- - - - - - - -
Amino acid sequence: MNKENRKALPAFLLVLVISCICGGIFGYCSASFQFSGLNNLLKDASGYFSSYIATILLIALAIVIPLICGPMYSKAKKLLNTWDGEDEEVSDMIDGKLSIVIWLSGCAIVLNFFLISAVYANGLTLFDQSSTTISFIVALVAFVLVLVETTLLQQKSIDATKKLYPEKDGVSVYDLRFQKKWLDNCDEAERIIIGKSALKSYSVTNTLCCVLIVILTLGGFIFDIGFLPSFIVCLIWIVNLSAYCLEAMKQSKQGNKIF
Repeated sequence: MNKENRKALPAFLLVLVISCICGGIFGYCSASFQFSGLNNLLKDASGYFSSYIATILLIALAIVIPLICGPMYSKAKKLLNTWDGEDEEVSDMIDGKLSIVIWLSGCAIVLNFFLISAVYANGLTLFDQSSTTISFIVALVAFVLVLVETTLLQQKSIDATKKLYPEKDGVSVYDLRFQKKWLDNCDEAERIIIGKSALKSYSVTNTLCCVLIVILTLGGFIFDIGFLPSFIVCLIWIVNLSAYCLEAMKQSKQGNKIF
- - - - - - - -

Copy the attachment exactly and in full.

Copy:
Amino acid sequence: MNKENRKALPAFLLVLVISCICGGIFGYCSASFQFSGLNNLLKDASGYFSSYIATILLIALAIVIPLICGPMYSKAKKLLNTWDGEDEEVSDMIDGKLSIVIWLSGCAIVLNFFLISAVYANGLTLFDQSSTTISFIVALVAFVLVLVETTLLQQKSIDATKKLYPEKDGVSVYDLRFQKKWLDNCDEAERIIIGKSALKSYSVTNTLCCVLIVILTLGGFIFDIGFLPSFIVCLIWIVNLSAYCLEAMKQSKQGNKIF
Repeated sequence: MNKENRKALPAFLLVLVISCICGGIFGYCSASFQFSGLNNLLKDASGYFSSYIATILLIALAIVIPLICGPMYSKAKKLLNTWDGEDEEVSDMIDGKLSIVIWLSGCAIVLNFFLISAVYANGLTLFDQSSTTISFIVALVAFVLVLVETTLLQQKSIDATKKLYPEKDGVSVYDLRFQKKWLDNCDEAERIIIGKSALKSYSVTNTLCCVLIVILTLGGFIFDIGFLPSFIVCLIWIVNLSAYCLEAMKQSKQGNKIF